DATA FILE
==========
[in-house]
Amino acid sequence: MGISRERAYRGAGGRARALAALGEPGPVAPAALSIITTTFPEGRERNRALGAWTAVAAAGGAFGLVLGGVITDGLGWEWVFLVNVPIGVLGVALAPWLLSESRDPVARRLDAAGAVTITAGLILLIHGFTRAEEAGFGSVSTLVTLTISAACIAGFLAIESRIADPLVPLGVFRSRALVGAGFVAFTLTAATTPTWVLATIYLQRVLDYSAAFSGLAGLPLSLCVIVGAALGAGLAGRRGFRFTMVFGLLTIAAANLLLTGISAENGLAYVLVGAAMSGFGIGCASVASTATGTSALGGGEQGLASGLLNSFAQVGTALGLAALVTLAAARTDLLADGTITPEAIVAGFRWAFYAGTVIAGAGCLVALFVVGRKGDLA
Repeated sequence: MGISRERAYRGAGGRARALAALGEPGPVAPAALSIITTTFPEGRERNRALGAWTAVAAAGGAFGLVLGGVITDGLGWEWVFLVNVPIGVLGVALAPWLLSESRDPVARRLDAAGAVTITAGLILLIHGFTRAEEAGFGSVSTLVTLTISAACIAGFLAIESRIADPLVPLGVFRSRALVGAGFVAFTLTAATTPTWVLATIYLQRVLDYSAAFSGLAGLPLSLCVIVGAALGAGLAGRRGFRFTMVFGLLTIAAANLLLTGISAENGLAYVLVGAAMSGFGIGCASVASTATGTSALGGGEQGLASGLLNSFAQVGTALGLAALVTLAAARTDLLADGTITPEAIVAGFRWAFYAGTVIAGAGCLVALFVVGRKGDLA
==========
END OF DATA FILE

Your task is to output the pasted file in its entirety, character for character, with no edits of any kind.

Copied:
[in-house]
Amino acid sequence: MGISRERAYRGAGGRARALAALGEPGPVAPAALSIITTTFPEGRERNRALGAWTAVAAAGGAFGLVLGGVITDGLGWEWVFLVNVPIGVLGVALAPWLLSESRDPVARRLDAAGAVTITAGLILLIHGFTRAEEAGFGSVSTLVTLTISAACIAGFLAIESRIADPLVPLGVFRSRALVGAGFVAFTLTAATTPTWVLATIYLQRVLDYSAAFSGLAGLPLSLCVIVGAALGAGLAGRRGFRFTMVFGLLTIAAANLLLTGISAENGLAYVLVGAAMSGFGIGCASVASTATGTSALGGGEQGLASGLLNSFAQVGTALGLAALVTLAAARTDLLADGTITPEAIVAGFRWAFYAGTVIAGAGCLVALFVVGRKGDLA
Repeated sequence: MGISRERAYRGAGGRARALAALGEPGPVAPAALSIITTTFPEGRERNRALGAWTAVAAAGGAFGLVLGGVITDGLGWEWVFLVNVPIGVLGVALAPWLLSESRDPVARRLDAAGAVTITAGLILLIHGFTRAEEAGFGSVSTLVTLTISAACIAGFLAIESRIADPLVPLGVFRSRALVGAGFVAFTLTAATTPTWVLATIYLQRVLDYSAAFSGLAGLPLSLCVIVGAALGAGLAGRRGFRFTMVFGLLTIAAANLLLTGISAENGLAYVLVGAAMSGFGIGCASVASTATGTSALGGGEQGLASGLLNSFAQVGTALGLAALVTLAAARTDLLADGTITPEAIVAGFRWAFYAGTVIAGAGCLVALFVVGRKGDLA